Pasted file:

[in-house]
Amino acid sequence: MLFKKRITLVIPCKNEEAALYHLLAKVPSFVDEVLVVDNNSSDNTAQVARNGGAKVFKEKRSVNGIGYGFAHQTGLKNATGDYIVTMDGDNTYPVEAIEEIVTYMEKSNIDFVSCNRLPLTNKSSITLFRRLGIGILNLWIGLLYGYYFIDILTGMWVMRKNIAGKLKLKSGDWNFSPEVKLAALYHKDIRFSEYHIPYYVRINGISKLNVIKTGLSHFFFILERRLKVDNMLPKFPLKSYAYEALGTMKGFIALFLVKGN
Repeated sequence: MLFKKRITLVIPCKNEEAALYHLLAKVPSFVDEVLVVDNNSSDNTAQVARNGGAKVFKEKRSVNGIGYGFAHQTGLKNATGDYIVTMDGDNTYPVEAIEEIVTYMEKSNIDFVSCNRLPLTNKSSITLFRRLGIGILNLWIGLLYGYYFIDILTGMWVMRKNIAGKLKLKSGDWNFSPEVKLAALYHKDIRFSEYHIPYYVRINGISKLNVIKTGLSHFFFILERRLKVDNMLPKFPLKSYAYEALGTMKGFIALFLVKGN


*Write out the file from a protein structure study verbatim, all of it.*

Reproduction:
[in-house]
Amino acid sequence: MLFKKRITLVIPCKNEEAALYHLLAKVPSFVDEVLVVDNNSSDNTAQVARNGGAKVFKEKRSVNGIGYGFAHQTGLKNATGDYIVTMDGDNTYPVEAIEEIVTYMEKSNIDFVSCNRLPLTNKSSITLFRRLGIGILNLWIGLLYGYYFIDILTGMWVMRKNIAGKLKLKSGDWNFSPEVKLAALYHKDIRFSEYHIPYYVRINGISKLNVIKTGLSHFFFILERRLKVDNMLPKFPLKSYAYEALGTMKGFIALFLVKGN
Repeated sequence: MLFKKRITLVIPCKNEEAALYHLLAKVPSFVDEVLVVDNNSSDNTAQVARNGGAKVFKEKRSVNGIGYGFAHQTGLKNATGDYIVTMDGDNTYPVEAIEEIVTYMEKSNIDFVSCNRLPLTNKSSITLFRRLGIGILNLWIGLLYGYYFIDILTGMWVMRKNIAGKLKLKSGDWNFSPEVKLAALYHKDIRFSEYHIPYYVRINGISKLNVIKTGLSHFFFILERRLKVDNMLPKFPLKSYAYEALGTMKGFIALFLVKGN